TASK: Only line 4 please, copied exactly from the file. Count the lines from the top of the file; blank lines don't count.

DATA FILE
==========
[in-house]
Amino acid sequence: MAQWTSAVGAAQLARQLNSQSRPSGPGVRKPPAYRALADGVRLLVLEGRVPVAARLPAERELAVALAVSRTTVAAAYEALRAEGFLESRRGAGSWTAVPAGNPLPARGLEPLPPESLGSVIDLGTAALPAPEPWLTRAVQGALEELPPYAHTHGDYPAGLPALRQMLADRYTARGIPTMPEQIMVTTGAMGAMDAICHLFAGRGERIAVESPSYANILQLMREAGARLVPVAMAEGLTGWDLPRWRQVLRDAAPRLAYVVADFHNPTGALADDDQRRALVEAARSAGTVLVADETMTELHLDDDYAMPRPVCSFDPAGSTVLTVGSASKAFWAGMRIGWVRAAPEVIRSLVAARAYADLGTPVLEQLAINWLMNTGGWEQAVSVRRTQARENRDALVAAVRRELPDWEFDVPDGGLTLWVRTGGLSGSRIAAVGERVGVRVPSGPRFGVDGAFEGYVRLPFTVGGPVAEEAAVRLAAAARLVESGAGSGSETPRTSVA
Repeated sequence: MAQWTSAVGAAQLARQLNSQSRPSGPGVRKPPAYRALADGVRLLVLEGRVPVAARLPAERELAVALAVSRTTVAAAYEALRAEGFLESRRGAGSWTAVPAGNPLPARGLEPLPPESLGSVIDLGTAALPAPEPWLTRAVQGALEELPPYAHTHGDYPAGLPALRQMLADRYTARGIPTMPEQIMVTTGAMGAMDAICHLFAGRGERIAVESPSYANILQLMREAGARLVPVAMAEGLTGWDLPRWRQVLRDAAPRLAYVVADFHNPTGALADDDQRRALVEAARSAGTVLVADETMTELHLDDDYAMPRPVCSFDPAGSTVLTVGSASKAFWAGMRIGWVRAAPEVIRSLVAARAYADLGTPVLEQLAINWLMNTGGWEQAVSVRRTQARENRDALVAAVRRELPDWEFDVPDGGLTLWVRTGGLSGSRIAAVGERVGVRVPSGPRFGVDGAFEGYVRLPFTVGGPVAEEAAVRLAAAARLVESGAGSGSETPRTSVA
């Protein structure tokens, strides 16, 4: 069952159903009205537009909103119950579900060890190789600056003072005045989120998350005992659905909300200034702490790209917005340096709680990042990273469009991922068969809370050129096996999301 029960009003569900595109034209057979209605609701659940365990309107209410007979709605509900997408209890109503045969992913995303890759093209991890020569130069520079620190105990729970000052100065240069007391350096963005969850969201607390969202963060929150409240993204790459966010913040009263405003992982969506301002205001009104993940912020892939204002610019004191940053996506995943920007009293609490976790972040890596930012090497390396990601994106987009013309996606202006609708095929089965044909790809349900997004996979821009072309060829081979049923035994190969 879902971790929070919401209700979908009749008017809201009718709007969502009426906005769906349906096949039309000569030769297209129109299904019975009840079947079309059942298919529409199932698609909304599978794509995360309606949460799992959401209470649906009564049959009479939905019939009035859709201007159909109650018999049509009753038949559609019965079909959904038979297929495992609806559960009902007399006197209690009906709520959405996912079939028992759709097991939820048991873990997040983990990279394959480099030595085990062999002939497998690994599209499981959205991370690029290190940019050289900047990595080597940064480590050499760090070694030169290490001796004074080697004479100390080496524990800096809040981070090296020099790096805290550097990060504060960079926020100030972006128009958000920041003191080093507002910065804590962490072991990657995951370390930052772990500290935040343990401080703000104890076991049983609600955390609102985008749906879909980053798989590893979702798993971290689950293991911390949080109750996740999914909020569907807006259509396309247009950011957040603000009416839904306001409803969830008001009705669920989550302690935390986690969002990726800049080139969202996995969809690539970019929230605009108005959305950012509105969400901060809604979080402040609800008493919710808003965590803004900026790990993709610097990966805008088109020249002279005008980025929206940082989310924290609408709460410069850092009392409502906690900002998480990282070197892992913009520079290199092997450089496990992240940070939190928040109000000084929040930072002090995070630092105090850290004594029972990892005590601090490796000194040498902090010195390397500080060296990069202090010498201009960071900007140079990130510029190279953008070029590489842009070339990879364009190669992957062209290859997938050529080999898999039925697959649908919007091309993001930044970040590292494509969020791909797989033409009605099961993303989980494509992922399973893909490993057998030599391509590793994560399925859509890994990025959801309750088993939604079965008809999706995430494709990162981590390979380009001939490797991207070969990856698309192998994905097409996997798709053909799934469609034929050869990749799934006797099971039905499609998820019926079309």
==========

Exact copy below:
């Protein structure tokens, strides 16, 4: 069952159903009205537009909103119950579900060890190789600056003072005045989120998350005992659905909300200034702490790209917005340096709680990042990273469009991922068969809370050129096996999301 029960009003569900595109034209057979209605609701659940365990309107209410007979709605509900997408209890109503045969992913995303890759093209991890020569130069520079620190105990729970000052100065240069007391350096963005969850969201607390969202963060929150409240993204790459966010913040009263405003992982969506301002205001009104993940912020892939204002610019004191940053996506995943920007009293609490976790972040890596930012090497390396990601994106987009013309996606202006609708095929089965044909790809349900997004996979821009072309060829081979049923035994190969 879902971790929070919401209700979908009749008017809201009718709007969502009426906005769906349906096949039309000569030769297209129109299904019975009840079947079309059942298919529409199932698609909304599978794509995360309606949460799992959401209470649906009564049959009479939905019939009035859709201007159909109650018999049509009753038949559609019965079909959904038979297929495992609806559960009902007399006197209690009906709520959405996912079939028992759709097991939820048991873990997040983990990279394959480099030595085990062999002939497998690994599209499981959205991370690029290190940019050289900047990595080597940064480590050499760090070694030169290490001796004074080697004479100390080496524990800096809040981070090296020099790096805290550097990060504060960079926020100030972006128009958000920041003191080093507002910065804590962490072991990657995951370390930052772990500290935040343990401080703000104890076991049983609600955390609102985008749906879909980053798989590893979702798993971290689950293991911390949080109750996740999914909020569907807006259509396309247009950011957040603000009416839904306001409803969830008001009705669920989550302690935390986690969002990726800049080139969202996995969809690539970019929230605009108005959305950012509105969400901060809604979080402040609800008493919710808003965590803004900026790990993709610097990966805008088109020249002279005008980025929206940082989310924290609408709460410069850092009392409502906690900002998480990282070197892992913009520079290199092997450089496990992240940070939190928040109000000084929040930072002090995070630092105090850290004594029972990892005590601090490796000194040498902090010195390397500080060296990069202090010498201009960071900007140079990130510029190279953008070029590489842009070339990879364009190669992957062209290859997938050529080999898999039925697959649908919007091309993001930044970040590292494509969020791909797989033409009605099961993303989980494509992922399973893909490993057998030599391509590793994560399925859509890994990025959801309750088993939604079965008809999706995430494709990162981590390979380009001939490797991207070969990856698309192998994905097409996997798709053909799934469609034929050869990749799934006797099971039905499609998820019926079309």